February, 1992 I came home from the hospital with our fourth baby and woke up the next morning to a house full of children ages infant to six. I thought that would be the most stressful and challenging season of my life.
I was wrong.
This season of grief has required more strength, more endurance and more faith than all the sleepless nights, harried days and craziness of homeschooling and nursing babies and changing diapers ever did.
But when I ventured outside the house with the children–two in the stroller and one on either side–it was apparent to all who saw me I had my hands full.
The hardship and daily struggle of living after burying a child is not nearly so easy for people to see.
No taletell outward sign of the heavy burden, the sleepless nights, the tiresome days spent carrying around the grief and sorrow and still trying to do the things that life requires.
And so there is much less help, much less encouragement, much less grace extended to ease the pain and struggle.
Bereaved parents are particularly challenged at this time of year, because in addition to regular responsibilities and commitments, we are expected to attend extra church services, holiday get togethers and generally be “merry and bright”.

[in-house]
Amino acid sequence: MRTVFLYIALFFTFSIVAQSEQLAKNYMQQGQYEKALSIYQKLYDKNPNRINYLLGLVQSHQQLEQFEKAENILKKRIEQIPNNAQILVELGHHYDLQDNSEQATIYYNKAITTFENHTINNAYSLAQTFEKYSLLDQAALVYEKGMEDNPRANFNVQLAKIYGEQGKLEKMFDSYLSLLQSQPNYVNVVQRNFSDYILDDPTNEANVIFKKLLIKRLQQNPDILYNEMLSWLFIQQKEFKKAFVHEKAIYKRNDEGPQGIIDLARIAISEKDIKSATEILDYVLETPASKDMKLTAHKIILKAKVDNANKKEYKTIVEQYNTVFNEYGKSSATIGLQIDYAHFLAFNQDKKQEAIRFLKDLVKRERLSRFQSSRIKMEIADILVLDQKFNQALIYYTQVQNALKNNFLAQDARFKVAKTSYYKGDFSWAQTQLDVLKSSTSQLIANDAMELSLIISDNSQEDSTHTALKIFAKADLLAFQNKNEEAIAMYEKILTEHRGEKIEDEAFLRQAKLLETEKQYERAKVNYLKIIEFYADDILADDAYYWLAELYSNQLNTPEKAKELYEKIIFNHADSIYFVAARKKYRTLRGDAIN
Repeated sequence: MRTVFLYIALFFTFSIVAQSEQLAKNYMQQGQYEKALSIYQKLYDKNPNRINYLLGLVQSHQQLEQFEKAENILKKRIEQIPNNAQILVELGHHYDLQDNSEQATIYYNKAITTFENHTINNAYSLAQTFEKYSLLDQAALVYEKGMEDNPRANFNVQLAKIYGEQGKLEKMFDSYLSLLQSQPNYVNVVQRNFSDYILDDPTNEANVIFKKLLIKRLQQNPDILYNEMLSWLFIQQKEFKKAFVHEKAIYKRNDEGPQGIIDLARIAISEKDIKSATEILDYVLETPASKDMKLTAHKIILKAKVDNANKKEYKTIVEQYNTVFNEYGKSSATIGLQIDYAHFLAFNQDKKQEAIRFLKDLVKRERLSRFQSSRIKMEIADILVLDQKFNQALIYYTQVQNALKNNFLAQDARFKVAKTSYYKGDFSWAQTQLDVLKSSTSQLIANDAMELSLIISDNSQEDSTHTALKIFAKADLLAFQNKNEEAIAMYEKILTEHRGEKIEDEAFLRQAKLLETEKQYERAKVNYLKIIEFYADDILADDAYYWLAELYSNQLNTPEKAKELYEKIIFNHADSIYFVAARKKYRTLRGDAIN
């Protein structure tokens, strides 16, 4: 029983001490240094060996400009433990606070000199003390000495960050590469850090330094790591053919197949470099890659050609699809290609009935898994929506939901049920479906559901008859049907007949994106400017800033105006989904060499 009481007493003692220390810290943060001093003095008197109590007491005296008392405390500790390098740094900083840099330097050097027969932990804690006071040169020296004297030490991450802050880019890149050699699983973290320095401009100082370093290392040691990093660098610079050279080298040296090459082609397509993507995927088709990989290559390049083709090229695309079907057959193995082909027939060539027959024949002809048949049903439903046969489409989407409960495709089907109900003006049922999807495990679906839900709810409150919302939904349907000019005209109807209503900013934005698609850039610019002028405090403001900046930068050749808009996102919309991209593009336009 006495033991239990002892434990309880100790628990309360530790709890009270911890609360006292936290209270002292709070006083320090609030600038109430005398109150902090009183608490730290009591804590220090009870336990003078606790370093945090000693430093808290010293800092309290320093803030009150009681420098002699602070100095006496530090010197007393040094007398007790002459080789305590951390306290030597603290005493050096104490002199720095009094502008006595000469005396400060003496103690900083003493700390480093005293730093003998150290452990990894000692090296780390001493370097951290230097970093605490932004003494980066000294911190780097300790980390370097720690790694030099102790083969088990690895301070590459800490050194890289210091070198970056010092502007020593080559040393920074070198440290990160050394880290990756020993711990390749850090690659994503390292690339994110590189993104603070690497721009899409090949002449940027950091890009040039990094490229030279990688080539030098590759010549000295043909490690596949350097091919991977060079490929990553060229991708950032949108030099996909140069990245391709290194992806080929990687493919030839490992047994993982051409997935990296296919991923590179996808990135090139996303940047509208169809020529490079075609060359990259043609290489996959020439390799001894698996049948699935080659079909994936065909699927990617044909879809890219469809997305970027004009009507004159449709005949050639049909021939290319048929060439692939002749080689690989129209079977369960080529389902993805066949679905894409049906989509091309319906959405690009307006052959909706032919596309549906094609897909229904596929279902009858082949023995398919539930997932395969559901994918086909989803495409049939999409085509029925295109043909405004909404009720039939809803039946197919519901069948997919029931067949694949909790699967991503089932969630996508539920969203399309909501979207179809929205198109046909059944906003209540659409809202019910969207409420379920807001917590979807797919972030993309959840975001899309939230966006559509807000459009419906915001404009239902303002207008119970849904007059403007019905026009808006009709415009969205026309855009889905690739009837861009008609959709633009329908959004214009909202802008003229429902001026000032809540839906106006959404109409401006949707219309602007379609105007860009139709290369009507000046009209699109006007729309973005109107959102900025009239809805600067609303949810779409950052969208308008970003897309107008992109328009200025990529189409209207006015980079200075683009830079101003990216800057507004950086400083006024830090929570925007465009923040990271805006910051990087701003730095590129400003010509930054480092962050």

But grief doesn’t take a holiday. And we beat ourselves up because we want to maintain the Christmas spirit for our surviving children, other family members, and friends.
It is so very hard…
So I will observe traditions that bless my wounded heart and lay aside the ones that are too painful right now. There may be a time (or maybe not) when I can take them up again. But it’s o.k. not to this year.
It is not a sin to do things differently or to do some things and not others.
God knows that I am a frail and feeble creature and losing Dominic was a devastating blow.
At Christmas, we celebrate Jesus, His leaving the glory of Heaven to come-humble and naked-as a baby.
Perhaps my grief and vulnerable heart are a more fitting tribute to Him than all the tinsel and bright lights and piled presents could ever be.
As a father has compassion for his children,
so the Lord has compassion for those who fear him.
He certainly knows what we are made of.
He bears in mind that we are dust.
Psalm 103:13-14 GW